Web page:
6 12 Indicators suggested here are informed by this work, as well as research by international, national, and regional institutions and by academia and civil society:13 Urban air quality and premature mortality from cardiorespiratory disease Annual average PM10 concentrations in relation to WHO air-quality guidelines; 4 Global Health risks: mortality and burden of disease attributable to selected major risks. Geneva, World Health Organization, 2009. 5 Global status report on road safety. Geneva, World Health Organization. 2009. 6 World report on violence prevention. Geneva, World Health Organization, 2002. 7 Health in the green economy ( ). 8 See: for links to relevant WHO initiatives on housing, transport, Health and environment linkages and Sustainable Health and development in all regions of the world.
7 9 Corvalan C, Briggs D & Zielhuis G, eds. Decision-making in environmental Health : from evidence to action. Geneva, World Health Organization, 2000. Note: DPSEEA model: driving forces, pressures, states of hazard/pollution, and exposures to risks, Health effects as well as actions. 10 Health and environment, managing the linkages for Sustainable development : a toolkit for decision-makers. WHO/United Nation Environment Programme (UNEP) synthesis report. Health and Environment Linkages Initiative (HELI), Geneva, World Health Organization, 2008. 11 Corvalan C, Briggs DJ, and Kjellstrom T. development of environmental Health Indicators . In: Briggs D, Corvalan C, and Nurminen M, eds. Linkages and methods for environmental and Health analysis. General guidelines, Geneva, United Nations Environment Programme, United States Environmental Protection Agency and World Health Organization, 1996.
8 12 Urban HEART. Kobe, World Health Organization Centre for Health development , 2011 ( ). 13 Environmental Health Indicators for the Rio+20 UN Conference on Sustainable development . Background paper for WHO/NIEHS Expert consultation, Geneva, National Institute of Environmental Health Sciences, 17-18 May, 2012. 3 WHO/HSE/ Urban housing and Health Proportion of "improved" urban slum homes, as defined by measures for structural resilience, heat/cold resilience, access to safe drinking water and improved sanitation, electric lights, low-emissions, and efficient modes of heating/cooking with adequate ventilation; Safe, equitable, energy-efficient transport including opportunities for physical activity Percent of person trips/passenger kilometres travelled by urban public transport/transit and cycling/walking; Pedestrian and bicyclist deaths as a proportion of total traffic mortality; and pedestrian and bicyclist deaths/1000 kilometres of pedestrian/bicycle travel.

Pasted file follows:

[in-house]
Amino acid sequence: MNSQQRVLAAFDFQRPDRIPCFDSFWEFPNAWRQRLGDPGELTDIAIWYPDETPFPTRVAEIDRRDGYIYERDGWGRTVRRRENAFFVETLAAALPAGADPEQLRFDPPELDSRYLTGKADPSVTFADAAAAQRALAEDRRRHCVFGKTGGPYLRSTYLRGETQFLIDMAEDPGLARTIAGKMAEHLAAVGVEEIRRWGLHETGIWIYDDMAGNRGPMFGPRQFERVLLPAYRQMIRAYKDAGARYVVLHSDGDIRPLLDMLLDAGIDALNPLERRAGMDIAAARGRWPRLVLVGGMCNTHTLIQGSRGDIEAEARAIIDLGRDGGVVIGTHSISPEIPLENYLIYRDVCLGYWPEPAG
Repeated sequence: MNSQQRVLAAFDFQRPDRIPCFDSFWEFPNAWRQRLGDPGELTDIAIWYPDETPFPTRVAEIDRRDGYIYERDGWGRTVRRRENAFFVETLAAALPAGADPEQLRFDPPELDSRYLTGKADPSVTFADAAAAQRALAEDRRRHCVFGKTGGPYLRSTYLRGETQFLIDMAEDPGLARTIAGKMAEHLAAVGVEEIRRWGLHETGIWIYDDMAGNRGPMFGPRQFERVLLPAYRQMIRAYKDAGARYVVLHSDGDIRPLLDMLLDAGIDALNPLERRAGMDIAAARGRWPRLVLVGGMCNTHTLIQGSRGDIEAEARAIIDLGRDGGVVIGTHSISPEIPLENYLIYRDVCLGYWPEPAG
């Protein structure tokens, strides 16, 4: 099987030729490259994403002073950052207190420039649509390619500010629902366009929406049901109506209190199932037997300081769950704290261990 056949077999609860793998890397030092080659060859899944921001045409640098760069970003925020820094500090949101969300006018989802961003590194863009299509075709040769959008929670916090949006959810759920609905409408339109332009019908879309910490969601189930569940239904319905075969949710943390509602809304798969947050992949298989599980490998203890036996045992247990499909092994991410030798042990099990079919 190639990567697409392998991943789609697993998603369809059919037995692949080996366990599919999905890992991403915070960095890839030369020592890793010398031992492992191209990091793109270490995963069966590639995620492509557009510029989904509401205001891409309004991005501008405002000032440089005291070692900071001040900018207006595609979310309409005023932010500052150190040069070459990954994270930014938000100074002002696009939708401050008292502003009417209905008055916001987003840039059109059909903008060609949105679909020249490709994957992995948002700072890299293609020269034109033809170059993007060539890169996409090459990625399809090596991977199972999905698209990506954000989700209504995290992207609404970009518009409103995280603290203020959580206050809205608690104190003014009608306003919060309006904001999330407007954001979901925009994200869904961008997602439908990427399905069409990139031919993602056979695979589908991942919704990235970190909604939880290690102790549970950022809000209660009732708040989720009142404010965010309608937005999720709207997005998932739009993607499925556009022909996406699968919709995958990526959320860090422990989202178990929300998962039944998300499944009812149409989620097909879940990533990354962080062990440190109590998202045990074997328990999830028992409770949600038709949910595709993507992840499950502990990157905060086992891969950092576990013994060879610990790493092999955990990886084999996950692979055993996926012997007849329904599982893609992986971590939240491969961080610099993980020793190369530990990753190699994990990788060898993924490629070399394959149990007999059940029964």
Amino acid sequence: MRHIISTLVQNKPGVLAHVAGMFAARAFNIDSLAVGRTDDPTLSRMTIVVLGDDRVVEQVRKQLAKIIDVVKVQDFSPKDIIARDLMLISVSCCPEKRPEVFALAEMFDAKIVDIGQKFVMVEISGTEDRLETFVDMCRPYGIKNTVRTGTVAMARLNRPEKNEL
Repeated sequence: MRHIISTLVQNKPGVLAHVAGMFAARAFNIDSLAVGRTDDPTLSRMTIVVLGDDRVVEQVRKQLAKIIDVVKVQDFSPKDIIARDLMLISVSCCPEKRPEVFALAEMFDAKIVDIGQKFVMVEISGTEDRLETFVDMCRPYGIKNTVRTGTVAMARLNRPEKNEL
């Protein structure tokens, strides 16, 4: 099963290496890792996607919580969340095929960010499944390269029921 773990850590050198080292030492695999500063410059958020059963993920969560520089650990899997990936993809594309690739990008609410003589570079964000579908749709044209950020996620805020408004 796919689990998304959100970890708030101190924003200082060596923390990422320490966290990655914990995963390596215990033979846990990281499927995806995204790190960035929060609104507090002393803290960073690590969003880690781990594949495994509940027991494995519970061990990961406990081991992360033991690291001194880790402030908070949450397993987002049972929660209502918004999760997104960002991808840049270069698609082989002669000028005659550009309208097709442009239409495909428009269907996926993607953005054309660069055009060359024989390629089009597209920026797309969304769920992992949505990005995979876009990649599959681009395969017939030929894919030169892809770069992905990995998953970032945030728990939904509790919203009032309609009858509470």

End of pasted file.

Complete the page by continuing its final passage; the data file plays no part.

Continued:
9 14 Violence and security Intentional homicides per 100 000 residents city-wide and in slum neighborhoods. 3. Expanded Indicators Governance Indicators Number/proportion of Cities implementing standards for and reporting on water quality and air quality, in line with WHO guidelines; as well as number of smoke-free business and public places; Proportion of new housing city-wide, and by socioeconomic area, complying with planning and building codes that incorporate standards for safety, water/sanitation, disaster resilience,15 and energy efficiency; Proportion of new and existing commercial/industrial and public buildings complying with building codes that incorporate standards for energy efficiency, adequate employee day lighting/ventilation,16 and safety/disaster resistance.
10 Number/proportion of Cities implementing Health impact assessment and monitoring of urban development strategies. Access to Health and sanitation services, food markets, and urban infrastructure for social/recreation/livelihoods Proportion of urban hospitals served by rapid transit; proportion of urban and urban slum population living within ready access of a Health clinic and emergency Health services; Proportion of urban population and urban slum population living within 500 meters of an urban transit stop; Proportion of urban streets with sidewalks; kilometres/year of urban cycle lanes constructed or renovated; Square meters of green space per capita (urban-wide area and in slums); Number of fresh food markets per square kilometre within the urban boundary and in slums.